Yakima is starting over. Say goodbye to the long-enduring rack design. Rolling out this month, the roof-rack juggernaut embarks on the largest product launch in company history.
Goodbye Q Tower. Outdoor enthusiasts have long adored Yakima racks. They have enabled us to get outside and explore on bikes, kayaks, skis, and more.
Upgrades to both the hitch and trunks systems also abound this year, adding to the company’s massive re-launch. Under new ownership and with a new CEO, this year is a big test for the 36-year-old company.
The StreamLine towers have fewer clips. They fit more cars, and the bars to accompany them are aero and stylish. The upgrades are not just cosmetic, the system will carry more weight: The old towers were rated at 165 lbs — the new ones are good to 220 lbs (depending on vehicle manufacturer’s recommendation).
The towers are also less complex. The clip library has been drastically reduced, so fewer clips fit more vehicles and fit them better. Plus, the towers are more adaptable — with built-in pitch adjustments to ensure the aero-shape bars remain flat even on curvy vehicles.
If you have the old round bars (and the accessories to go with them) but just need a new set of towers and clips, you’re fine. The new products are backward compatible. Also, support of the old stuff will continue through at least the remainder of 2016, and it will be referred to as “Yakima Classic.”
Yakima now has three bar options, the RoundBar, CoreBar, and JetStream bar (available in black and silver).
Yakima’s new aerodynamic bars borrow technology from the brand Whispbar, which Yakima owns. The new bars adapt design elements from Whispbar into a stronger version that meets the Yakima consumer’s needs. The ideas is for them to be almost as quiet as Whispbar, and built to be stronger.
The RoundBar ($89/pair) remains unchanged. It’s a strong, simple, affordable, and time-tested bar. Its drawback is the noise created by the non-aerodynamic shape.
The brand’s first steel aerodynamic crossbar, the CoreBar ($119/pair) combines the strength of steel with a teardrop shape that makes the bar quieter and may slightly increase gas mileage because of less drag. It is available in four sizes, the widest of which is 80 inches, downright giant.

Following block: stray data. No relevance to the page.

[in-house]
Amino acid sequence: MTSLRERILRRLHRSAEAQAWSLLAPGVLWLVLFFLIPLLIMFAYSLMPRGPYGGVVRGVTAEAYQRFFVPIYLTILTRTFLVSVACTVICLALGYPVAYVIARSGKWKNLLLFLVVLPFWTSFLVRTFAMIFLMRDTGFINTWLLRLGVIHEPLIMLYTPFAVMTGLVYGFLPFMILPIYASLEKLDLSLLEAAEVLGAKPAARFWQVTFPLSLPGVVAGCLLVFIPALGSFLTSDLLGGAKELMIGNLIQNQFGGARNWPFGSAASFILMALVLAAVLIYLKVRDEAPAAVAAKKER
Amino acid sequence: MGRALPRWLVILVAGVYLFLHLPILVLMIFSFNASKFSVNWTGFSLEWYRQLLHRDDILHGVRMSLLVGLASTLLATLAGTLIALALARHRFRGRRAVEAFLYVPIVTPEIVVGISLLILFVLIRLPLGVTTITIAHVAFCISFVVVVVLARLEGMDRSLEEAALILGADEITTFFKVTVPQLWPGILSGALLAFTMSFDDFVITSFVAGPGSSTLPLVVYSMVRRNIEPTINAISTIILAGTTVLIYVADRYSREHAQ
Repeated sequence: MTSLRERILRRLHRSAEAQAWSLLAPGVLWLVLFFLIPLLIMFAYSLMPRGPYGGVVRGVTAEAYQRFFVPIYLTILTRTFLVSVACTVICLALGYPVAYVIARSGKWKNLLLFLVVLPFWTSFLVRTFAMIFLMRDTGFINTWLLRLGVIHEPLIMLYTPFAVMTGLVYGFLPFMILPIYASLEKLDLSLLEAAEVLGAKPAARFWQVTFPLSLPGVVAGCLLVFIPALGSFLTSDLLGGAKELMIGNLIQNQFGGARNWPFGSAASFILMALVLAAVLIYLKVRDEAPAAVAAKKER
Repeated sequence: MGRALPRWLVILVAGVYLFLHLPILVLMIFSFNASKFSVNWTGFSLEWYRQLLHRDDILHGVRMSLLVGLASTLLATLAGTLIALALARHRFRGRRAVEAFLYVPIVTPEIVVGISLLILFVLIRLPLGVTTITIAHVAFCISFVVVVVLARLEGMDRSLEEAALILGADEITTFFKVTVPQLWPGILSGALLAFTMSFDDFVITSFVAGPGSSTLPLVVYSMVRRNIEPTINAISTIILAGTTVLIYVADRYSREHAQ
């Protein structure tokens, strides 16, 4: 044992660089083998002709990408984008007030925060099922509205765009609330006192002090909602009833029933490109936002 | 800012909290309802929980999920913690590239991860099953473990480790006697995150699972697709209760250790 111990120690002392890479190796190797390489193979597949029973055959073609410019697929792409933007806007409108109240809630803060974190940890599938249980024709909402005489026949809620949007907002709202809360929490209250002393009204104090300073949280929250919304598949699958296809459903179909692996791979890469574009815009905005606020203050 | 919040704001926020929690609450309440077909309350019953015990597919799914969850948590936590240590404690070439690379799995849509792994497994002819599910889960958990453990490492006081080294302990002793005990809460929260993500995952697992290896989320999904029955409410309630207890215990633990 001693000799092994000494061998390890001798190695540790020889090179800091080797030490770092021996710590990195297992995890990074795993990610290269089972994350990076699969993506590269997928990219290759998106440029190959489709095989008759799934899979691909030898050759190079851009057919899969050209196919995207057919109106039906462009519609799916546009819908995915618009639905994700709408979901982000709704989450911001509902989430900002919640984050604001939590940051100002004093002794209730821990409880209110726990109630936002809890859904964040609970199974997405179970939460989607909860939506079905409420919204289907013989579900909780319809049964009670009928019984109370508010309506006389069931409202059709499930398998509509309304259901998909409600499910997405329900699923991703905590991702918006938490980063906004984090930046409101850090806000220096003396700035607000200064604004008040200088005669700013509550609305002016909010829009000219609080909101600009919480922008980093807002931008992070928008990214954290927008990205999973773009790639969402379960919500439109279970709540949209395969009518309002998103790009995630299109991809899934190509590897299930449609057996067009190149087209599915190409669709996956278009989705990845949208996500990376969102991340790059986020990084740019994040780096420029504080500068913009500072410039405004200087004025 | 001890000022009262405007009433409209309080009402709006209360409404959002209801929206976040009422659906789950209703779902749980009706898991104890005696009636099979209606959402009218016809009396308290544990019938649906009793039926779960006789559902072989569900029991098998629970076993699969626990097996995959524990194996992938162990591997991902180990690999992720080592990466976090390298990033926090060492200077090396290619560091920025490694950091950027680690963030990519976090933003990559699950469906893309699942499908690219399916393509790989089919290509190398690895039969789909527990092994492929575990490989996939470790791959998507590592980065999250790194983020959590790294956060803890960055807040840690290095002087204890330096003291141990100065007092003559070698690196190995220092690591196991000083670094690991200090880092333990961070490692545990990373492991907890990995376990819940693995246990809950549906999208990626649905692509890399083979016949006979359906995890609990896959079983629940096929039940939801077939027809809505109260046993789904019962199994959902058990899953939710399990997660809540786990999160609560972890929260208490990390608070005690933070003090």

The CoreBar is the strongest crossbar on the market, Yakima says.
The JetStream ($195/pair) is an alloy crossbar, made with a T-slot attachment and a wind tunnel-designed aerodynamic shape. The T-slot attachment is designed to make switching out accessories more convenient. It’s available in black and silver, and it has a premium look, much like Yakima’s sister company, Whispbar. The JetStream bar is the quietest of the three options, and are compatible with all Whispbar accessories.
Trunk, Hitch Racks
Upgrades and updates have been made across the entire hitch category. One notable upgrade is the addition of easy to use ZipStrips, which are used to hold bikes to the rack and simply ratchet into place for a strong hold.
Yakima has new ShowCase premium cargo boxes, too. No new features stand out on the boxes, which have evolutionary refinements to the sturdy and aerodynamic, dual-side opening boxes.
These are expensive but make a huge function and fashion impact. Not many need an SUV if equipped with a cargo box, as they haul copious amounts of gear. Our favorite thing about them is that, like all of Yakima’s cargo boxes, they are made in the USA.
We’ve had Yakima Q towers on our cars for about 20 years, atop all the rusty adventure vehicles we’ve owned. They’ve been around since we discovered the outdoors. They get used in the best of times — when you get together with your friends to go play outside. We’d be nostalgic for the old stuff to be dying off if the new stuff was not looking so good.